Apart from the cost of malt, but very much to do with it, another conversation that’s starting to bubble around the industry at the moment is extraction. How much fermentable sugar can we get from the grain? The higher the rate of extraction, the less malt that’s needed to reach the same strength of beer. Less malt, less costs. So brewers are looking at ways of increasing the efficiency of their kits, from longer mash times and giving it all a Big Stir, to specialist enzyme additions. Lots of tricks that homebrewers with their less efficient kits use, but all this has to be balanced out with the costs involved in changing processes; after all the enzyme additions aren’t free.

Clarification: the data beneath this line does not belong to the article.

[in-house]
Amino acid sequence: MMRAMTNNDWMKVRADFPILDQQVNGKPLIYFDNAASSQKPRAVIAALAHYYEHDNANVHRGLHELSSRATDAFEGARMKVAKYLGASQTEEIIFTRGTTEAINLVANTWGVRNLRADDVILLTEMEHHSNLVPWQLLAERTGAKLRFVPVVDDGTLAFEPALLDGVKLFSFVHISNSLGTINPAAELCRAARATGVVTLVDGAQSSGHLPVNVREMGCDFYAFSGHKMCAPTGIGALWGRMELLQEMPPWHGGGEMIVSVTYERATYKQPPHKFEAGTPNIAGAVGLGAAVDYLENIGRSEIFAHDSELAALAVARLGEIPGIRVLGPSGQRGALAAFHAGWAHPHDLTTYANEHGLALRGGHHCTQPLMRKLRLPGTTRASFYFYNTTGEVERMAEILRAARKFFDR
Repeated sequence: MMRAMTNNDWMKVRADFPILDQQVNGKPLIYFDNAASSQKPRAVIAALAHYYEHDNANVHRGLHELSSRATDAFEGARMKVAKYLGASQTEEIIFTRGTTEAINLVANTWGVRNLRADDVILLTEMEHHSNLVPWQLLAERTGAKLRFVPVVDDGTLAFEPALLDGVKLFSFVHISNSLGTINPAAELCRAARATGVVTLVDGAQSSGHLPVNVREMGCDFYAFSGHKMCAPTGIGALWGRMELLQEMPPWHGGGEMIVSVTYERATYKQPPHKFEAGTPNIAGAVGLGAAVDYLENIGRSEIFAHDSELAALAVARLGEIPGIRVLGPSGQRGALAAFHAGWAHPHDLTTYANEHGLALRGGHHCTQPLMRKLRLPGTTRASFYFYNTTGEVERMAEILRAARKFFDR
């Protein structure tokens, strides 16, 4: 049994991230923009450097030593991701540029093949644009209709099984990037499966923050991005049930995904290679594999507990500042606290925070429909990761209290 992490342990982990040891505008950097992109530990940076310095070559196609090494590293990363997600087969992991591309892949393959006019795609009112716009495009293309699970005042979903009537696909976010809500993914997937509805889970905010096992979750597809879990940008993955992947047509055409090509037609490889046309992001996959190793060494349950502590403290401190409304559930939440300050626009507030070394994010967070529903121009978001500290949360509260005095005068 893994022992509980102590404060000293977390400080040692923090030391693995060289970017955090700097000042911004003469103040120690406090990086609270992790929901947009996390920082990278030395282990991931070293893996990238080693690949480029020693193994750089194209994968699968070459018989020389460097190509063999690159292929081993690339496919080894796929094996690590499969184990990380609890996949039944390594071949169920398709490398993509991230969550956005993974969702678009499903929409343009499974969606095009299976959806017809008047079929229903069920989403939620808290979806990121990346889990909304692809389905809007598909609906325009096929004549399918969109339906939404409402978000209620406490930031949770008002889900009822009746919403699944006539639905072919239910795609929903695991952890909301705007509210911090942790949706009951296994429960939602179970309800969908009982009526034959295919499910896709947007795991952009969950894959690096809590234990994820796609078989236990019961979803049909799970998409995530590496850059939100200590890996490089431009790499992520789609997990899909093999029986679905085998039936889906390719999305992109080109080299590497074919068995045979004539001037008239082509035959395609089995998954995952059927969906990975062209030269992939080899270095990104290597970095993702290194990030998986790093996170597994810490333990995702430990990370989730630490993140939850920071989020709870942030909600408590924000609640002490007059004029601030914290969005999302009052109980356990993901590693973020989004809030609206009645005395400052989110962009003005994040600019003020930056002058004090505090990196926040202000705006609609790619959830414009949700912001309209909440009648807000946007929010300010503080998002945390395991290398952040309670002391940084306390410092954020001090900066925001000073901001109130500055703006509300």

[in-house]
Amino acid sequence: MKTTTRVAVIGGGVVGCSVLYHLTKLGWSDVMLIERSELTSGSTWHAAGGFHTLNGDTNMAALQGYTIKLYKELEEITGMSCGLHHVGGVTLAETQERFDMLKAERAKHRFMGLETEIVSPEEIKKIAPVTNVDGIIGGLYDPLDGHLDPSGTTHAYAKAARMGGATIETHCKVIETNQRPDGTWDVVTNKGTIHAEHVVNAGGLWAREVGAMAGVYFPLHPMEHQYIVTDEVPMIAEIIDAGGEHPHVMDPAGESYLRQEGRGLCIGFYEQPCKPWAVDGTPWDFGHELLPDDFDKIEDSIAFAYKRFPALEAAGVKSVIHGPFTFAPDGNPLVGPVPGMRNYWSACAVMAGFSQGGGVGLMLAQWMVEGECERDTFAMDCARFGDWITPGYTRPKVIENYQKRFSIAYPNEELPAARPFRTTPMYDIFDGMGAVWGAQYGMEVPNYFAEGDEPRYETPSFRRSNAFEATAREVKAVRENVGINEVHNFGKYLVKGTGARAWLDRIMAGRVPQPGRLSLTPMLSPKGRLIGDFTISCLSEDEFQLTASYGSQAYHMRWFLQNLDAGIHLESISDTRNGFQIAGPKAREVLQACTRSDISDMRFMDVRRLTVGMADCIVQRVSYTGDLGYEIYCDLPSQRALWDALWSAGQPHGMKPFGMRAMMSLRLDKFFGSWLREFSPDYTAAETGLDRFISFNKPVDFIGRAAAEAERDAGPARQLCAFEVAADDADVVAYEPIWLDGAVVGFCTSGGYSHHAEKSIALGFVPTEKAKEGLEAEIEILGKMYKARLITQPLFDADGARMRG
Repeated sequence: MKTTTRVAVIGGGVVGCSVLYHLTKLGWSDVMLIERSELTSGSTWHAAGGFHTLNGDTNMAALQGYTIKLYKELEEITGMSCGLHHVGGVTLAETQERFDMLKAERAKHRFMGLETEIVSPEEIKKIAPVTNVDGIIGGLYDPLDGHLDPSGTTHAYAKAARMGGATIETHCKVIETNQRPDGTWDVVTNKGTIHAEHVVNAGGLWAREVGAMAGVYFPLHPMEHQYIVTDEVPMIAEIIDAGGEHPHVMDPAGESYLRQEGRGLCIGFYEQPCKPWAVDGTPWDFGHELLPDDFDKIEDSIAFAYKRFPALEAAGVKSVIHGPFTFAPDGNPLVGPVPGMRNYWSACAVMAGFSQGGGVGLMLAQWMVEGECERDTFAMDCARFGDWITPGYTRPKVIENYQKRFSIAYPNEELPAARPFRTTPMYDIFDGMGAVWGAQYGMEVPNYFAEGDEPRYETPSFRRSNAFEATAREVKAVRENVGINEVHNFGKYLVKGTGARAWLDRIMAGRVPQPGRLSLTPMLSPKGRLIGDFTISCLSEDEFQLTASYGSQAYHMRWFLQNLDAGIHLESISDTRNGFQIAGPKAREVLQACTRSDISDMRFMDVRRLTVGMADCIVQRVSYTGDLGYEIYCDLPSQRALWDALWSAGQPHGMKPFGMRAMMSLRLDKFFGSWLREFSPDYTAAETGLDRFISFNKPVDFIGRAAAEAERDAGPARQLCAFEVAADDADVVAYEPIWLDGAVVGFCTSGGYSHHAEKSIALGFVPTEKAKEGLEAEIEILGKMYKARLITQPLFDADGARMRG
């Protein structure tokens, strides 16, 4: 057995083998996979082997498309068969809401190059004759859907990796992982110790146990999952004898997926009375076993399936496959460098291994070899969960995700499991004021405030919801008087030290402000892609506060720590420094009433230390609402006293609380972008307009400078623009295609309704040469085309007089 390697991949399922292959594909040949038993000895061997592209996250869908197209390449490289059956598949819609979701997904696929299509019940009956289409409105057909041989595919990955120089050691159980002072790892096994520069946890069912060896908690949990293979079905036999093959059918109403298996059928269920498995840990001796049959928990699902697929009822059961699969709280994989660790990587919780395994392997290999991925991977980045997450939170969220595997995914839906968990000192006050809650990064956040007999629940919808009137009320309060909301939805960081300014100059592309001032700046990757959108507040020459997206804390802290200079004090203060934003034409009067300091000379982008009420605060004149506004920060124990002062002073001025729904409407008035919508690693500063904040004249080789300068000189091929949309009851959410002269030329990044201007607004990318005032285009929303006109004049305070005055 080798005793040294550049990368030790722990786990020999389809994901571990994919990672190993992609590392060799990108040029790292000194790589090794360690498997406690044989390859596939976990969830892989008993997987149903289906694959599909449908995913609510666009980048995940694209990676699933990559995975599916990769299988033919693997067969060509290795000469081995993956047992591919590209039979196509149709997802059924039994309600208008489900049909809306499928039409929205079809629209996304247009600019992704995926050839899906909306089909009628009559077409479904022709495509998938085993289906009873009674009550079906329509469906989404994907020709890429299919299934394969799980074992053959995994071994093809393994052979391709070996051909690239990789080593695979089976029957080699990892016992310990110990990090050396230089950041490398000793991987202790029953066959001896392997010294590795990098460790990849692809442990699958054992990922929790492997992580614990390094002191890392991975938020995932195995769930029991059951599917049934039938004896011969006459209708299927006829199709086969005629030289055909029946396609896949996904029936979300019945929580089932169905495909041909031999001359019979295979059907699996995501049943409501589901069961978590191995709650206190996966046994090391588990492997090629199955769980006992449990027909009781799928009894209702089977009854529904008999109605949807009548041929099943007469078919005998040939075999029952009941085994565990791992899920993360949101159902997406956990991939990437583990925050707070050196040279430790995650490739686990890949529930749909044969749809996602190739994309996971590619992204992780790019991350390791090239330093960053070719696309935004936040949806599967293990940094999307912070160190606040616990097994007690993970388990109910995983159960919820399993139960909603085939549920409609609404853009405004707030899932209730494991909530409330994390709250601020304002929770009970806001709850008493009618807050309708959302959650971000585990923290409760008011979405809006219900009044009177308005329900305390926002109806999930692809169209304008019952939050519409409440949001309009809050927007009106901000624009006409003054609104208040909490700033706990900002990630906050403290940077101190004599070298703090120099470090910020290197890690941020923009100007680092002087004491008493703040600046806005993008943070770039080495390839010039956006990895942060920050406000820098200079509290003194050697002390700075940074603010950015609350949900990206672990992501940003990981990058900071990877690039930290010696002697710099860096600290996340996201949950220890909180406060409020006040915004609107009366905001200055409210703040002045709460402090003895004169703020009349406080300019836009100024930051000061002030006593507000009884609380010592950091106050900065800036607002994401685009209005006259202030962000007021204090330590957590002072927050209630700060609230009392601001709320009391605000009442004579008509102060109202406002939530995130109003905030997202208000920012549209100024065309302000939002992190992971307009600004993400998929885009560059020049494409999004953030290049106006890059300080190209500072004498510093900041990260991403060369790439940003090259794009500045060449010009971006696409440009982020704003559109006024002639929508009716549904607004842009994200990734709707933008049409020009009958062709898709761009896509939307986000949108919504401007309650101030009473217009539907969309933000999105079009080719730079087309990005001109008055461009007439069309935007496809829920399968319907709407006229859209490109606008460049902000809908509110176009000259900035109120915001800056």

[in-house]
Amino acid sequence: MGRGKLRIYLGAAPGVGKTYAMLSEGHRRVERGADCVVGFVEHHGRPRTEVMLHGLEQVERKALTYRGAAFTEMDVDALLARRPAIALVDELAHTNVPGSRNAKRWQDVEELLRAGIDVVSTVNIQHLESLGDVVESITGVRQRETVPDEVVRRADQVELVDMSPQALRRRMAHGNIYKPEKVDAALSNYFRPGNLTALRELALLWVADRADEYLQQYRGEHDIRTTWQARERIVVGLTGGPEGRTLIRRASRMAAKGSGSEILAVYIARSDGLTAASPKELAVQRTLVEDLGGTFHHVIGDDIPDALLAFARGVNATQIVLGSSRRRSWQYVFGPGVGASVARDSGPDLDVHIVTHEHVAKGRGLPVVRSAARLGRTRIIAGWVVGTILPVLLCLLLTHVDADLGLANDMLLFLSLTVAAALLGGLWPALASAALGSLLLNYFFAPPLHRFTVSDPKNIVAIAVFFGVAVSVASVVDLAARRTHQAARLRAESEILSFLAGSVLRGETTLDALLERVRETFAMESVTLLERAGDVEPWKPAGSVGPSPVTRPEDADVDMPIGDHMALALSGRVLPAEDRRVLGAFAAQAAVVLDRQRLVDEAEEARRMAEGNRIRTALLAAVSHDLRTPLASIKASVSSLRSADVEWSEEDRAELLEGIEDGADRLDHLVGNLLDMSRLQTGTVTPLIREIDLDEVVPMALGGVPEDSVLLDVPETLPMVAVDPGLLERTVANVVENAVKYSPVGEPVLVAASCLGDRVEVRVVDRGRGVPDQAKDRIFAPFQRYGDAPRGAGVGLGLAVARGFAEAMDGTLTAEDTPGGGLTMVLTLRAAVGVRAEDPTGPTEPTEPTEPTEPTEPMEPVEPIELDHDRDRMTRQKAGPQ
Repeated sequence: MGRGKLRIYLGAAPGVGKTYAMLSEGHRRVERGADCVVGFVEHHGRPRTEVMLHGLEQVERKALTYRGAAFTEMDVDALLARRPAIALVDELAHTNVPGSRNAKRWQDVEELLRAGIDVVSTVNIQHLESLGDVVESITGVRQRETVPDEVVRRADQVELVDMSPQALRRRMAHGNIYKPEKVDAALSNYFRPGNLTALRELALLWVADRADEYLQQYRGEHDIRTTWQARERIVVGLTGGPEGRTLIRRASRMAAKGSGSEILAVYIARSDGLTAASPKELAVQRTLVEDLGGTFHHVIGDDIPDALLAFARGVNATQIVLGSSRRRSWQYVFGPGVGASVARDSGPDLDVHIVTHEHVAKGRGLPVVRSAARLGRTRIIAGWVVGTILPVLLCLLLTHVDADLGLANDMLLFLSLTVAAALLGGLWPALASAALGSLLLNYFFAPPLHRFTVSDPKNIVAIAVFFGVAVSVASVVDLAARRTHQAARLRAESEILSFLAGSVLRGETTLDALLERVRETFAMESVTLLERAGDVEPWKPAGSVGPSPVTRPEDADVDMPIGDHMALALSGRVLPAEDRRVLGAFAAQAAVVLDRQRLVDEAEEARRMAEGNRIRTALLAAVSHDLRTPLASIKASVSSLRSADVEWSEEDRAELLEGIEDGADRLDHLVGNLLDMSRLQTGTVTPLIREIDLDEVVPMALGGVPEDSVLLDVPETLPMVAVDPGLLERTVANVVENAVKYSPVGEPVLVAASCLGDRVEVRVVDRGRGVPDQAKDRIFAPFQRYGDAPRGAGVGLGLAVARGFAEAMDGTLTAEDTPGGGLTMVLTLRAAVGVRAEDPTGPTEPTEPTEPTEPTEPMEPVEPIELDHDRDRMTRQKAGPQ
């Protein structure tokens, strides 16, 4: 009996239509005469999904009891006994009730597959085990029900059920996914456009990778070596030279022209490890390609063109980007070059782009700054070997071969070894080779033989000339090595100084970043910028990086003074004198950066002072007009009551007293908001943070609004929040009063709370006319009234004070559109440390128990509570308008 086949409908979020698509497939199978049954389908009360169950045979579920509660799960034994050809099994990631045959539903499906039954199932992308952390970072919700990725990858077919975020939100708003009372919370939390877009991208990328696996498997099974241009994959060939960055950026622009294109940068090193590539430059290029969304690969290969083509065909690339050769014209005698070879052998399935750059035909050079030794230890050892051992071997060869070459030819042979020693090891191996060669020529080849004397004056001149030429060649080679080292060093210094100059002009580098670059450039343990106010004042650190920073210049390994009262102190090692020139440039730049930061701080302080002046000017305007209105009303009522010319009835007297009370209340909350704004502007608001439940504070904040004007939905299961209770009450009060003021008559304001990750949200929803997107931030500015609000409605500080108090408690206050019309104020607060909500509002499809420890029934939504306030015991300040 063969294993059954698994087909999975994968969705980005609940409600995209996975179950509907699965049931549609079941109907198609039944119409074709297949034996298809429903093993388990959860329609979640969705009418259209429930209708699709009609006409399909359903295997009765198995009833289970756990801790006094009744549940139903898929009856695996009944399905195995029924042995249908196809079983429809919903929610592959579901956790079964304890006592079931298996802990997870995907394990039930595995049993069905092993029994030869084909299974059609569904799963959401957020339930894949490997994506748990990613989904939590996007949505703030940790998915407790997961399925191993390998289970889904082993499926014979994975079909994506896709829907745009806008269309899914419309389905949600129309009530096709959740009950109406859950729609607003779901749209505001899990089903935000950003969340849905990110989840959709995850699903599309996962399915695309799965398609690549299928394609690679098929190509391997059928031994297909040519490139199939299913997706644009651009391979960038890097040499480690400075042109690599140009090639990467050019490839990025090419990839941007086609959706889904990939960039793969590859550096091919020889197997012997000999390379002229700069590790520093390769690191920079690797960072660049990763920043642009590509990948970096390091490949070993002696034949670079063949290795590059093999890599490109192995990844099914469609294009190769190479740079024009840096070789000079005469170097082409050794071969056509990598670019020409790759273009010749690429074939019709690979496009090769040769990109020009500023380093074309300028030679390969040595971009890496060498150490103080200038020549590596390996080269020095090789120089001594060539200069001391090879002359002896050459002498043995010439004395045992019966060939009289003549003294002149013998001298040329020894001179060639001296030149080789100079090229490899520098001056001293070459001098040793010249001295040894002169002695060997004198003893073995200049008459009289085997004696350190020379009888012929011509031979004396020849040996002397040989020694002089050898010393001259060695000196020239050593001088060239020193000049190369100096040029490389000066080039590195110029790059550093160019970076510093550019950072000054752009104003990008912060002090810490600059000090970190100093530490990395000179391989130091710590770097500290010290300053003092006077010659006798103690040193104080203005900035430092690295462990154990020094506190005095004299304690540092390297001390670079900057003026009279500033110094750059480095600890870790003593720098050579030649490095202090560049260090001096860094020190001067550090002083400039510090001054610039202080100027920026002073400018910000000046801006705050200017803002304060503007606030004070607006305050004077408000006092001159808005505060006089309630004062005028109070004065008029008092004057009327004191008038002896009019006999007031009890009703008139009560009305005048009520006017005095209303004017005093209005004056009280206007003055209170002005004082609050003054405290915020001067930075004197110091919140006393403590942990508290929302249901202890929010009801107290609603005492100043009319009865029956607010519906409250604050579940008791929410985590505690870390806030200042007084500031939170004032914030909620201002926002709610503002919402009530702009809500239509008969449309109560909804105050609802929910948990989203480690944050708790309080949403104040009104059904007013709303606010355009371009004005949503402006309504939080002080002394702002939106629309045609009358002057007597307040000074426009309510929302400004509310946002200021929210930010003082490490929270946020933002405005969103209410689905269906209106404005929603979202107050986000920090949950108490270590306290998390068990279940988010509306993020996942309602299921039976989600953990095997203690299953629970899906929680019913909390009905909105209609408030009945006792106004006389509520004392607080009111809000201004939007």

Given these aspect, I don’t think we’re going to see the Malt Forward Revolution that has been predicted for the last few years as hop prices have gone up and availability has gone down, because the price of malt itself is soaring.
With malt prices going up, several breweries are looking at producing lower strength beers. Before the Craft Beer Revolution™ most beers seemed to be between 3.8% and 4.5% and it seems that we’re headed back that way. They won’t be as cheap as they were back then, and we’re likely to see a 4% beer costing what you’d have paid for a 5% beer just a couple of years ago but at least you’ll be able to get a pint. 6% plus beers will likely become rarer, and a treat.